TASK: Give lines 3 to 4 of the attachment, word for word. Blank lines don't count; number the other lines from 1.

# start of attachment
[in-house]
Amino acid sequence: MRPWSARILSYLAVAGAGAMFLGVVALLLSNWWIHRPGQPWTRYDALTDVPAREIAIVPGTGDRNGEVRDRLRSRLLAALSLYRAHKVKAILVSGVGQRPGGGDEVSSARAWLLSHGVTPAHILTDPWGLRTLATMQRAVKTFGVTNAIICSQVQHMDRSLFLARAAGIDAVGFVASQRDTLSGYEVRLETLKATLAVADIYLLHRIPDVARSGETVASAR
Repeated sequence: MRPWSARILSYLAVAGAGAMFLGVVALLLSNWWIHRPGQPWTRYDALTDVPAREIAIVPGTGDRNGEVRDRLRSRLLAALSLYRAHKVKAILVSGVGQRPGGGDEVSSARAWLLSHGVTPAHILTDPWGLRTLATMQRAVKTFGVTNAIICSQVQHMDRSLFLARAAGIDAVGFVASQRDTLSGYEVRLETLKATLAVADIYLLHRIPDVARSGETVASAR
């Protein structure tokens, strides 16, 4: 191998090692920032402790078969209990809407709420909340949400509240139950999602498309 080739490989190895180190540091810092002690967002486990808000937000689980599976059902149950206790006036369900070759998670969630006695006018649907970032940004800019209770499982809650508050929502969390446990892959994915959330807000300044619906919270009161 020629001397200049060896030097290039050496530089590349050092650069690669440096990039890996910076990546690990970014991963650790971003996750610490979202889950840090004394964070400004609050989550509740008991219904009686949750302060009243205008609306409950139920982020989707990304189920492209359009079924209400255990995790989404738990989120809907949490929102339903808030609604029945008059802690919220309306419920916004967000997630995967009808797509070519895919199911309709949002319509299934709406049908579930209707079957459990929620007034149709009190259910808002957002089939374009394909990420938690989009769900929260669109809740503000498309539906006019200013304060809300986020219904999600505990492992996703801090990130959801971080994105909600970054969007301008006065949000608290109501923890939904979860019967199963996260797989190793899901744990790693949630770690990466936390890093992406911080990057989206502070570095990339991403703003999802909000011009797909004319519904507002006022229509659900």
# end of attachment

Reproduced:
Repeated sequence: MRPWSARILSYLAVAGAGAMFLGVVALLLSNWWIHRPGQPWTRYDALTDVPAREIAIVPGTGDRNGEVRDRLRSRLLAALSLYRAHKVKAILVSGVGQRPGGGDEVSSARAWLLSHGVTPAHILTDPWGLRTLATMQRAVKTFGVTNAIICSQVQHMDRSLFLARAAGIDAVGFVASQRDTLSGYEVRLETLKATLAVADIYLLHRIPDVARSGETVASAR
């Protein structure tokens, strides 16, 4: 191998090692920032402790078969209990809407709420909340949400509240139950999602498309 080739490989190895180190540091810092002690967002486990808000937000689980599976059902149950206790006036369900070759998670969630006695006018649907970032940004800019209770499982809650508050929502969390446990892959994915959330807000300044619906919270009161 020629001397200049060896030097290039050496530089590349050092650069690669440096990039890996910076990546690990970014991963650790971003996750610490979202889950840090004394964070400004609050989550509740008991219904009686949750302060009243205008609306409950139920982020989707990304189920492209359009079924209400255990995790989404738990989120809907949490929102339903808030609604029945008059802690919220309306419920916004967000997630995967009808797509070519895919199911309709949002319509299934709406049908579930209707079957459990929620007034149709009190259910808002957002089939374009394909990420938690989009769900929260669109809740503000498309539906006019200013304060809300986020219904999600505990492992996703801090990130959801971080994105909600970054969007301008006065949000608290109501923890939904979860019967199963996260797989190793899901744990790693949630770690990466936390890093992406911080990057989206502070570095990339991403703003999802909000011009797909004319519904507002006022229509659900």